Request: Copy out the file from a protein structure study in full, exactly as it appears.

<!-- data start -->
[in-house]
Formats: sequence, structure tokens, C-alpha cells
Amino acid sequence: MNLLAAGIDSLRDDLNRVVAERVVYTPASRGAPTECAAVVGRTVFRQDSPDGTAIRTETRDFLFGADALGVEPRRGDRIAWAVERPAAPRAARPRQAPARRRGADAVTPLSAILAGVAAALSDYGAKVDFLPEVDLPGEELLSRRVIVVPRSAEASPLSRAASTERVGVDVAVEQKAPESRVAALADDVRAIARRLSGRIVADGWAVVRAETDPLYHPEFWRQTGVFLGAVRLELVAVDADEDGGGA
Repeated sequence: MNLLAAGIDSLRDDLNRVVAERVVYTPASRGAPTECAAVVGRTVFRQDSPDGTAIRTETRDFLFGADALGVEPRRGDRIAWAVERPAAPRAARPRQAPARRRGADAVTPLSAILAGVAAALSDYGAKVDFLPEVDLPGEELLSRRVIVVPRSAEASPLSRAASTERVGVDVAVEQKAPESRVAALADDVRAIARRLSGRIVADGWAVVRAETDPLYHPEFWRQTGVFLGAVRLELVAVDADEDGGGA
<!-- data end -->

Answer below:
[in-house]
Formats: sequence, structure tokens, C-alpha cells
Amino acid sequence: MNLLAAGIDSLRDDLNRVVAERVVYTPASRGAPTECAAVVGRTVFRQDSPDGTAIRTETRDFLFGADALGVEPRRGDRIAWAVERPAAPRAARPRQAPARRRGADAVTPLSAILAGVAAALSDYGAKVDFLPEVDLPGEELLSRRVIVVPRSAEASPLSRAASTERVGVDVAVEQKAPESRVAALADDVRAIARRLSGRIVADGWAVVRAETDPLYHPEFWRQTGVFLGAVRLELVAVDADEDGGGA
Repeated sequence: MNLLAAGIDSLRDDLNRVVAERVVYTPASRGAPTECAAVVGRTVFRQDSPDGTAIRTETRDFLFGADALGVEPRRGDRIAWAVERPAAPRAARPRQAPARRRGADAVTPLSAILAGVAAALSDYGAKVDFLPEVDLPGEELLSRRVIVVPRSAEASPLSRAASTERVGVDVAVEQKAPESRVAALADDVRAIARRLSGRIVADGWAVVRAETDPLYHPEFWRQTGVFLGAVRLELVAVDADEDGGGA